On May 6, the Tulsa chapter of the Albert Schweitzer Fellowship officially welcomed its fifth cohort, a new group of Schweitzer fellows who will spend the year addressing unmet health needs in the community. Amid the COVID-19 pandemic, the fellowship program pledges to support residents with little to no access to health care.
Housed in The University of Tulsa’s Oxley College of Health Sciences, the Schweitzer Fellowship is a 12-month leadership and service program for Tulsa-area graduate and professional degree students who are passionate about improving the health of vulnerable Tulsans while building their leadership skills.
Each year, 10 to 15 fellows are chosen through a competitive selection process from local post-secondary institutions, including The University of Tulsa, University of Oklahoma-Tulsa, Oklahoma State University-Tulsa, Oklahoma State University Center for Health Sciences and Langston University. In the first four years of the Tulsa program, 45 fellows have launched 38 unique projects, served more than 2,000 vulnerable Tulsans and contributed more than 8,000 hours to the community.
Farewells and welcomes
A digital reception event was held on May 6 to celebrate the work of last year’s Fellows and introduce the 2020-21 class – Cohort 5. The incoming cohort comprises six students from the OU-TU School of Community Medicine and Hana Clancy, a master’s of athletic training student at TU. Clancy will lead a project at Will Rogers Junior and High School that addresses mental health and resiliency among high school athletes facing the negative health outcomes of childhood trauma.
“I am so excited to be joining the Tulsa Schweitzer Fellowship,” said Clancy. “Already, I feel so connected to the other fellows in my cohort. Many of us are on similar paths: pursuing graduate degrees, wanting to make a difference in our communities and looking to grow as leaders. I feel very privileged to be part of this group and to join a larger community of Schweitzer Fellows around the nation.”
The outgoing class of Schweitzer Fellows featured five TU students. Their projects were literacy and academic support for youth residing at the transitional living facility St. Elizabeth Lodge, a poetry workshop series for adolescents at Parkside Psychiatric Hospital to help them cope with difficult emotions, and a “guided autobiography” initiative for hospice guests at Clarehouse approaching the end of their lives.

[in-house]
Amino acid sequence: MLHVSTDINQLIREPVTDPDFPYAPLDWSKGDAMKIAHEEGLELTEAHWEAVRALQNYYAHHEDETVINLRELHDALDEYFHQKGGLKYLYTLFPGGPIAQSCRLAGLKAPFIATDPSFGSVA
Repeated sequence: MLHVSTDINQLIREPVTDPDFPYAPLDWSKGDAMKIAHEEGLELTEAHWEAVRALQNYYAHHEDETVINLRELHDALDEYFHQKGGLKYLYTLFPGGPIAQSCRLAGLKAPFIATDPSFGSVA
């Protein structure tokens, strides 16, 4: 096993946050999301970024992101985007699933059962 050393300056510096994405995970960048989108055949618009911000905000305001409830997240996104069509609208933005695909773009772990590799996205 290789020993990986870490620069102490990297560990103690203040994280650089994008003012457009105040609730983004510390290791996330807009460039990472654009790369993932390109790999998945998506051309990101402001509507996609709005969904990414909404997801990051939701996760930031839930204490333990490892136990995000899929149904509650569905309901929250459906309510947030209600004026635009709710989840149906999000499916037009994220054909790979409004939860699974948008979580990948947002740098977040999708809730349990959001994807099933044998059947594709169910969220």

Health care access for vulnerable Tulsans
Now more than ever, the Schweitzer Fellowship’s mission to partner with local organizations and improve health care access for Tulsa’s most vulnerable populations is critical. “The reality of the coronavirus pandemic simply means the fellowship must dive more deeply into the work of teaching our fellows the skills of adapting to the current health, social and cultural situation,” said Schweitzer Fellowship Director Rachel Gold. “Fellows will work with community sites to adapt their projects to the emergent health needs of vulnerable Tulsans.”
In addition to its local work, Tulsa’s Schweitzer Fellowship chapter organized a national webinar series for emerging health leaders and Fellowship alumni across the nation to address community health needs heightened by the COVID-19 virus.
The Albert Schweitzer Fellowship is a 12-month health leadership program for Tulsa-area graduate and professional degree students from any discipline. The fellowship exists to address Tulsa’s vast health disparities in two ways: by piloting immediate solutions through fellows’ projects and by developing leaders who have the confidence, skills and networks to address these disparities for the long haul. Fellows receive a $2,000 stipend. If you are interested in becoming a Tulsa Schweitzer Fellow or learn more about the program, visit online or send an email to firstname.lastname@example.org.